If you’re betting on capitalism, ask for good odds.
It looks like the leftie radicals, socialists and unionists might finally start to win a few, even though their arguments have been ignored and mocked for almost a generation by the likes of Brian Mulroney, Stephen Harper and chamber of commerce shills too numerous to count.
Capitalism’s death knell isn’t necessarily sounding, but it is on a gurney in the emergency ward as rescuers desperately try to revive it.
This week, the annual World Economic Forum is being held in Davos, Switzerland, where presidents, prime ministers and CEOs from around the world gather to gab about, well, economics.
High on the agenda is the need for capitalism to evolve to meet the needs of a changing world — a message that came from Occupy tents in dozens of cities before they were unceremoniously removed, and which now finds some measure of agreement among the well coiffed in Davos.
Klaus Schwab, the founder and executive chairman of the World Economic Forum, was reported in the New York Times to have said in advance of this year’s event that, “Capitalism, in its current form, no longer fits the world around us,” and political and business leaders “have failed to learn the lessons from the financial crisis.”
Schwab, presumably, does not live in a tent, but his sentiments are surprisingly similar to those expressed by thousands of Occupy protesters and their sympathizers.
Unfortunately, most politicians and board of trade types perennially utter banalities about austerity and prosperity and so on.
Harper’s habit of boasting about job creation backfired this week, when the Canadian Imperial Bank of Commerce reported that many new jobs are bad jobs, i.e., low-paying.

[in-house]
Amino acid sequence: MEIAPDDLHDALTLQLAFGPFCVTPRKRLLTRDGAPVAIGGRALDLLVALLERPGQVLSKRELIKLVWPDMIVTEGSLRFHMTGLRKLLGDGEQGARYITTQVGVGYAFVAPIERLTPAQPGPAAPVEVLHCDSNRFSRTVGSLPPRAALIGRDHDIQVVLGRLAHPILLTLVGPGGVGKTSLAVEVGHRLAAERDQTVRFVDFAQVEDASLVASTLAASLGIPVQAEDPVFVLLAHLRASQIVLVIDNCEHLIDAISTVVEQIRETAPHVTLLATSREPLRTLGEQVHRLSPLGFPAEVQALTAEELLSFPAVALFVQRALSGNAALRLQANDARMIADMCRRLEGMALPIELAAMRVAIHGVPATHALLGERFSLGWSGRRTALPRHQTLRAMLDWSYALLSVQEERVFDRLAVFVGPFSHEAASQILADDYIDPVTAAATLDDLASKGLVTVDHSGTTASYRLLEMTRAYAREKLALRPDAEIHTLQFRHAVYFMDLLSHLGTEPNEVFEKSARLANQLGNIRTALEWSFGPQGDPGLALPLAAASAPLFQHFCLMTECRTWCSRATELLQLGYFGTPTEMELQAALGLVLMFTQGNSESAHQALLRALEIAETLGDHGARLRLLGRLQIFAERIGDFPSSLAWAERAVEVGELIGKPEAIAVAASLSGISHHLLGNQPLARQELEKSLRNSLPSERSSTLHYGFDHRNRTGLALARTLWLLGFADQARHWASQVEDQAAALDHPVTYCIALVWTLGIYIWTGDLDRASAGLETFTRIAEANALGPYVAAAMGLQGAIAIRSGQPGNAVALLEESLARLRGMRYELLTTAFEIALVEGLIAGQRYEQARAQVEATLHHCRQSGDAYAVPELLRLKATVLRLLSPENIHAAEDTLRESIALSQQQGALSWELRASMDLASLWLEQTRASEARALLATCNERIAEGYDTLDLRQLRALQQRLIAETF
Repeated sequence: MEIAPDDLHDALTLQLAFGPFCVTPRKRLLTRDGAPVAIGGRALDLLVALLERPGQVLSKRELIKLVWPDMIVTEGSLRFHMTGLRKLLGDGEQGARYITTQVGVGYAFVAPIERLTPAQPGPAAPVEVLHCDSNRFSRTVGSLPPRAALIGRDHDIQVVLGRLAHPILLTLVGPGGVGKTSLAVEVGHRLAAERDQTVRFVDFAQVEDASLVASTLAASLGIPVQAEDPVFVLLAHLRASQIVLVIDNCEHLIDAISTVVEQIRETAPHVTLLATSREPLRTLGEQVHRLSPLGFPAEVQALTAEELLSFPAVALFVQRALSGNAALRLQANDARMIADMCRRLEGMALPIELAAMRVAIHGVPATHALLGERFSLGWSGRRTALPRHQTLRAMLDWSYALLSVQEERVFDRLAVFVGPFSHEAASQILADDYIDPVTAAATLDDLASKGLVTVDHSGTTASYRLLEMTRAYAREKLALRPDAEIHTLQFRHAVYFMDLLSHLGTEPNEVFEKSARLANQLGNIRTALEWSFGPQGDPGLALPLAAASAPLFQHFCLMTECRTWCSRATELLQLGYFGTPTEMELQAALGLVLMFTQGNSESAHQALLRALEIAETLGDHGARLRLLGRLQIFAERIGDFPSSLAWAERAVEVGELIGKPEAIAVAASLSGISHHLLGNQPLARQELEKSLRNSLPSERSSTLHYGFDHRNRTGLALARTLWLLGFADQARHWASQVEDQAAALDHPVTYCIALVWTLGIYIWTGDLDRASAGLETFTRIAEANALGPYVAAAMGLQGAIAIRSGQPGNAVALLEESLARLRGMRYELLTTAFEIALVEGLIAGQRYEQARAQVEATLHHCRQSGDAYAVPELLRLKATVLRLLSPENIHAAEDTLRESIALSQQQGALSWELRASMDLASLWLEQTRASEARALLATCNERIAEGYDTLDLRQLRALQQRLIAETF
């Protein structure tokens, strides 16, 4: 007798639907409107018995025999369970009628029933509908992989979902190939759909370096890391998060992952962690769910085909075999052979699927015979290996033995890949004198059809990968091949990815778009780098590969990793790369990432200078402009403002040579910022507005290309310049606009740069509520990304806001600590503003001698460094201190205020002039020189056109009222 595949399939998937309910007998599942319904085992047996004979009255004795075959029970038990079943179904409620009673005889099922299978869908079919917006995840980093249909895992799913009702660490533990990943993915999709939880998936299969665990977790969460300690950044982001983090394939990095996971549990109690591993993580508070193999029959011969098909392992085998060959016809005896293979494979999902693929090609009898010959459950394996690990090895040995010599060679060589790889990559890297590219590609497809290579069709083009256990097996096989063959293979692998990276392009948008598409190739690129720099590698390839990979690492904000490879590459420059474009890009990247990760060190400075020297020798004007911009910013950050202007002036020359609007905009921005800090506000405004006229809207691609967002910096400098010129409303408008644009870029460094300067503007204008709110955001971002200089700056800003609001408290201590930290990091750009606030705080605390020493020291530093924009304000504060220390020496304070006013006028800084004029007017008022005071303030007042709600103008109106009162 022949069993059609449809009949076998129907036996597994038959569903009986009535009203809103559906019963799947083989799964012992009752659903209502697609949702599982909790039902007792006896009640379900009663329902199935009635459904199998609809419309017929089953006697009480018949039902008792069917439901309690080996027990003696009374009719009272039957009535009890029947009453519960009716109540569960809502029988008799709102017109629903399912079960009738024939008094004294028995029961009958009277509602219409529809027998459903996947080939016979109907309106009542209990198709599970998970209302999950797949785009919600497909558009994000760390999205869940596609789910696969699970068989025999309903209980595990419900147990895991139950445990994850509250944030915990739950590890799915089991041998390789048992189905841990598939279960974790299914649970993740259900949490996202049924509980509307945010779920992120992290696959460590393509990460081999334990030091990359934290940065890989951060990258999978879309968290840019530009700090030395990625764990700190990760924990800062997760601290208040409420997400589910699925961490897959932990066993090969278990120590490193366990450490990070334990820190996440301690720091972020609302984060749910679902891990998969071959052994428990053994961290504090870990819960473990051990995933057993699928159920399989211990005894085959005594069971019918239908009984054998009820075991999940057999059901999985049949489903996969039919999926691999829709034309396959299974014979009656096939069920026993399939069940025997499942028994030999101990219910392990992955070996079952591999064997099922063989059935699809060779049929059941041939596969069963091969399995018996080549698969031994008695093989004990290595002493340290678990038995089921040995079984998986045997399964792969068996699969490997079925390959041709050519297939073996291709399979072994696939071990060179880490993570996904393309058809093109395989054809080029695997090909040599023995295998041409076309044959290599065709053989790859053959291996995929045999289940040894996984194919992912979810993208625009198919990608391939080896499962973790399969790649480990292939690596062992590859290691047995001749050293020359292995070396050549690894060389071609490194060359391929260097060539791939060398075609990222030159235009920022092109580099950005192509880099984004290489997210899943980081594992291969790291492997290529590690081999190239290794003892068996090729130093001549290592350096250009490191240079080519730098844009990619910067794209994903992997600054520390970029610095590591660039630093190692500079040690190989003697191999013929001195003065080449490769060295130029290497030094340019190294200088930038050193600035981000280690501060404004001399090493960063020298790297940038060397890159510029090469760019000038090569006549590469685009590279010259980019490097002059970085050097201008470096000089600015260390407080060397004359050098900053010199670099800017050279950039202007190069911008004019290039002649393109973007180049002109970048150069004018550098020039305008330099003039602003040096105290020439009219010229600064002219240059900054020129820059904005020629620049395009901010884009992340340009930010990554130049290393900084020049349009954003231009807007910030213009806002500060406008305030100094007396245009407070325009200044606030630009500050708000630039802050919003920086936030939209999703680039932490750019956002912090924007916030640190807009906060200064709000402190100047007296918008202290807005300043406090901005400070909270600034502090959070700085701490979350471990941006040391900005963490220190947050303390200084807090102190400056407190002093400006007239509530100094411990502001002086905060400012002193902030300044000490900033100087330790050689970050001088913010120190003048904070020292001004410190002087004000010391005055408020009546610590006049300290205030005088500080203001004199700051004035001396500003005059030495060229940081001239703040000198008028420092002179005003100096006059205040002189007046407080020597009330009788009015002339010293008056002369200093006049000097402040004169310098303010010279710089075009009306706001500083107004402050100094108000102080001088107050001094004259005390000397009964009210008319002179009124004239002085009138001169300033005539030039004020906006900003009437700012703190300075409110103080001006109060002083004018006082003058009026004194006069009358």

In fact, there were four times as many low-paying jobs available than high-paying jobs, the CIBC said.
The need for substantial change in the economic system has been obvious for years. Strangely, prime ministers and corporate presidents seem unable to comprehend it. Maybe they will, now that even the attendees at Davos are talking about it.
Perhaps they will finally realize rising inequality and the ongoing decimation of the middle class doesn’t benefit anyone — certainly not average income earners, and not even those at the top of the economic pyramid.
A declining middle class — both in terms of numbers and real income levels — will ensure a stagnant economy. A message to the country’s CEOs: you want recovery? Pay up.
Everybody’s amazed by China. Well, not by their human rights record and their authoritarian political system, but by their seemingly superhuman ability to produce widgets. Need a widget? Chances are, it’s made in China.
Some years ago, the brain trust in North America decided — this being the modern era and the Information Age — that producing widgets was no longer important. Something newer and more admirable arose, and it was dubbed the Knowledge Economy. Its deity was Free Trade.
Demand for plywood skyrocketed in Canada and the U.S., as factories were boarded up.
Meanwhile, China now has something that is only a distant memory for Canadians and Americans: an expanding and increasingly affluent middle class.
Capitalism in North America has become so decrepit that the crisis envelops not just workers, but retirees — current and potential. A healthy economic system would not be facing a massive pension crisis in both the public and private spheres. Freedom 55? A few years ago, it was a dream; today, it is a punch line.
Optimism is consistently contradicted by the headlines.
This week, the U.S. Federal Reserve extended its estimated duration of the current recession/depression, saying it will continue until the end of 2014.
But not in China.
Brian Jones is a desk editor at The Telegram. He can be reached by email at email@example.com.